“Once you know who the people are, then you can figure out the channels that you're going to be using, and that absolutely informs your approach," Rego says.
So don't jump on the latest cool platform just because all the teenagers are there—unless, that is, you are marketing to those specific people.
Make the Investment
Indeed, social media platforms are free or low-cost, but that doesn't mean they're simple or easy to use. “Expecting an 18- or 20-year-old intern from college to manage your entire brand is yet another disaster in the making," Rego says, “It is the most important tool we have to communicate with the outside world, and, if you're not putting budget toward it, if you're not training staff for it, if you're not making sure that they have sensitivity training, that they know how to use grammar and spelling, that they understand how to use technology, you are absolutely asking for a serious problem in your business."
Rego likens social media to any other tool for your business—whether it's laptops or forklifts or trucks. Workers and executives need training to do it well—and to know when to stay away. Not only can a rogue posting cause embarrassment but if it violates regulations such as financial disclosures, it can cost your company dearly.
Engage—Most of the Time
Your customers will reach out to you on social media—especially if they're frustrated with your traditional customer service channels. They'll also be vocal when things don't go their way. Meet them where they are.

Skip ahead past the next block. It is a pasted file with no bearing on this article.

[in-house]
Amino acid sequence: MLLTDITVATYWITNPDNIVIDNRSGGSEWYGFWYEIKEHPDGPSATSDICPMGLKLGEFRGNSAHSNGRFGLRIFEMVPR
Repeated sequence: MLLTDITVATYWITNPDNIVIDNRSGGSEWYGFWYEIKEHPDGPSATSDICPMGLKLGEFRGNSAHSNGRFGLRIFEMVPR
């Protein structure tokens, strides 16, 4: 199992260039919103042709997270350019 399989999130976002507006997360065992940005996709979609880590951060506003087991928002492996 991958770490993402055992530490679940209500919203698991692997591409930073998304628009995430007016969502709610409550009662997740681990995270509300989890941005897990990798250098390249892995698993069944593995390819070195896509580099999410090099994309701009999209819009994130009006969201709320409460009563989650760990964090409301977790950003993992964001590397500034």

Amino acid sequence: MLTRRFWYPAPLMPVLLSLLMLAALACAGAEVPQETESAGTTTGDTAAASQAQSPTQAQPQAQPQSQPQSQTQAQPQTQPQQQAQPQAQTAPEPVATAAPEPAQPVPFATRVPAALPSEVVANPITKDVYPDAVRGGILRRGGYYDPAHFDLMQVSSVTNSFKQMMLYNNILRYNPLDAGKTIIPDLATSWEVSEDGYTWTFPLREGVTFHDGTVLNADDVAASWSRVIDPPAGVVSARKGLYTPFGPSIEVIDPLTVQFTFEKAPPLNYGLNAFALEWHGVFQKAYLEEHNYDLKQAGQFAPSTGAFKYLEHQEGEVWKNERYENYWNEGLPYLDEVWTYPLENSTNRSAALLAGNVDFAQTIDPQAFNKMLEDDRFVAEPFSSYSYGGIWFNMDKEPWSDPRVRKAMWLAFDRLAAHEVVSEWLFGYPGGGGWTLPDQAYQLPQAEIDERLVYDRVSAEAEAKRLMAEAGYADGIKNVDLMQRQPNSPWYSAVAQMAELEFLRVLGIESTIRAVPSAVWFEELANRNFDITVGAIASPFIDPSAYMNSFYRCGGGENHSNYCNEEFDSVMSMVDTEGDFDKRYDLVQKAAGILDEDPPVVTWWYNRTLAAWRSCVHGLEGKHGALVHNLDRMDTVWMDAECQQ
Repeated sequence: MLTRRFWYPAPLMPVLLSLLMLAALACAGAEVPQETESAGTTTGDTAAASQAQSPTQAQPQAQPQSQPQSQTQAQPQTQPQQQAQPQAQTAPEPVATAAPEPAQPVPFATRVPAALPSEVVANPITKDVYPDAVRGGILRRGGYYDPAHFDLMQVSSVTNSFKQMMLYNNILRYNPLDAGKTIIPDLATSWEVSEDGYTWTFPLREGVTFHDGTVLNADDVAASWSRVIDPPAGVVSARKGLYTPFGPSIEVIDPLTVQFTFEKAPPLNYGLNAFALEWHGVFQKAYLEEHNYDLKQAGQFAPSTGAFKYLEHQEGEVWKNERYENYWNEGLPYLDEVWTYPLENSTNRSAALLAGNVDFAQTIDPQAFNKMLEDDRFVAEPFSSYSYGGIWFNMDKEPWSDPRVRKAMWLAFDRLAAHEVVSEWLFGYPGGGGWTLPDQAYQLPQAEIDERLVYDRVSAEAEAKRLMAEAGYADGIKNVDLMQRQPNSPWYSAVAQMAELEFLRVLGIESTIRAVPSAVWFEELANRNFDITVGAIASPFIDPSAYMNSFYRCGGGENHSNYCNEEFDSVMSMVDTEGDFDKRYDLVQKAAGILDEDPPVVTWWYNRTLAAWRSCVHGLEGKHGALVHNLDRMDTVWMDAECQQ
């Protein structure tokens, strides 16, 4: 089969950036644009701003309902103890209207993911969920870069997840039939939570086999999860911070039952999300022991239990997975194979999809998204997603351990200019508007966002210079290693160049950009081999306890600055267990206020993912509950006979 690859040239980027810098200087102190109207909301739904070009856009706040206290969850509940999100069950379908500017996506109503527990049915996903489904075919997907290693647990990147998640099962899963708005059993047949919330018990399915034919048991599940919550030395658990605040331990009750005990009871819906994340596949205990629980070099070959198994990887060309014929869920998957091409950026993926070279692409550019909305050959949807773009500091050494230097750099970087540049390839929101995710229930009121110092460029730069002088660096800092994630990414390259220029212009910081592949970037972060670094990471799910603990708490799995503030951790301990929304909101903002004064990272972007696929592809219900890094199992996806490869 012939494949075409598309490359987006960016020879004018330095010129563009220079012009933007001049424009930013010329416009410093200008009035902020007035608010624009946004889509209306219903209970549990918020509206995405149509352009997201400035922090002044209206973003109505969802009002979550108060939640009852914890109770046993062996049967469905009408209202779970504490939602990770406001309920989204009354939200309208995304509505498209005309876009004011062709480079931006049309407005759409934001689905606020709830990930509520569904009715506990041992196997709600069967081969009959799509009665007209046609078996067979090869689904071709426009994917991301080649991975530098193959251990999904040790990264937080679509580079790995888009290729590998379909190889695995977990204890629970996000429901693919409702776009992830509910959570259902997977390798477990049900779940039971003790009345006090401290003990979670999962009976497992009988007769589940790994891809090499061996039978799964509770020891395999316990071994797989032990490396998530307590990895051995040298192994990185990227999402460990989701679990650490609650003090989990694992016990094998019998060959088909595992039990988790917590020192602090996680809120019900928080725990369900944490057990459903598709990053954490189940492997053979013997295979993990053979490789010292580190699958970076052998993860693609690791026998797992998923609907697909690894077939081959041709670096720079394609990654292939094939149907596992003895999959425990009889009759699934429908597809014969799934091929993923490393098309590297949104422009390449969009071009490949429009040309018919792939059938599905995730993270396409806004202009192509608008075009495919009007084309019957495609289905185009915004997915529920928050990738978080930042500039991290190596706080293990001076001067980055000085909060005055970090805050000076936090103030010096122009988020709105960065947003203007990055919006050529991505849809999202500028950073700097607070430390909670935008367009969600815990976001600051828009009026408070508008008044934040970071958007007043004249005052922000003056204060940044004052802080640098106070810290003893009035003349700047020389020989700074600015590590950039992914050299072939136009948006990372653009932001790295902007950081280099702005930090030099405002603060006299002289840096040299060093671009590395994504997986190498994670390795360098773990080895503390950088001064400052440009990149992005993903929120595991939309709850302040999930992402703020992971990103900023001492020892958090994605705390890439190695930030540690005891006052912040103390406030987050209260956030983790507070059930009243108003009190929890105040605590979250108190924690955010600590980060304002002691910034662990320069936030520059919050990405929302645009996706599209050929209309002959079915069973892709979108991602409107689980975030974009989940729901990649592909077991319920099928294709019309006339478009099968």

“Providing good customer service, providing explanations, transparency, authenticity, and integrity is necessary in business, whether it's physical or digital," Rego says. “Now, if a business owner can't handle an opposing opinion, can't handle criticism, then they shouldn't be in business, and definitely shouldn't be online. It is absolutely necessary that we all learn how to deal with conflict."
However, you don't have to give airtime to trolls. “Trolling is a very specific behavior that's usually designed to upset or inflame a situation. I do recommend that every organization have a social media policy, a public comment policy, setting the expectations for what is appropriate behavior in your environment."
Without those statements, then people can argue, Well, what's acceptable behavior?
The other thing to remember is that, as long as humans are involved, there will be mistakes. Make sure you have a plan for when things go wrong. “It is amazing how many ways we can find to step in the muck," Rego says.
Act quickly. Talk to the team and make a decision about how you'll handle the mistake and what you'll say to stakeholders—regulatory agencies and your customers, especially.
“Make an apology appropriate to the situation, then talk about what's going to happen going forward. It depends on the level of the gaffe, sometimes it's silly and embarrassing, sometimes it's a violation of intellectual property or law and, again, depends really on the initial situation," Rego says. “But speed is necessary."
Vanessa McGrady is an award-winning journalist, social media strategist and communications professional. But wait, there’s more! She’s also been a playwright, actor, producer and voice-over artist. She can sing “Home on the Range” in Yiddish, which is apropos of nothing.
She is the author of Rock Needs River, a memoir.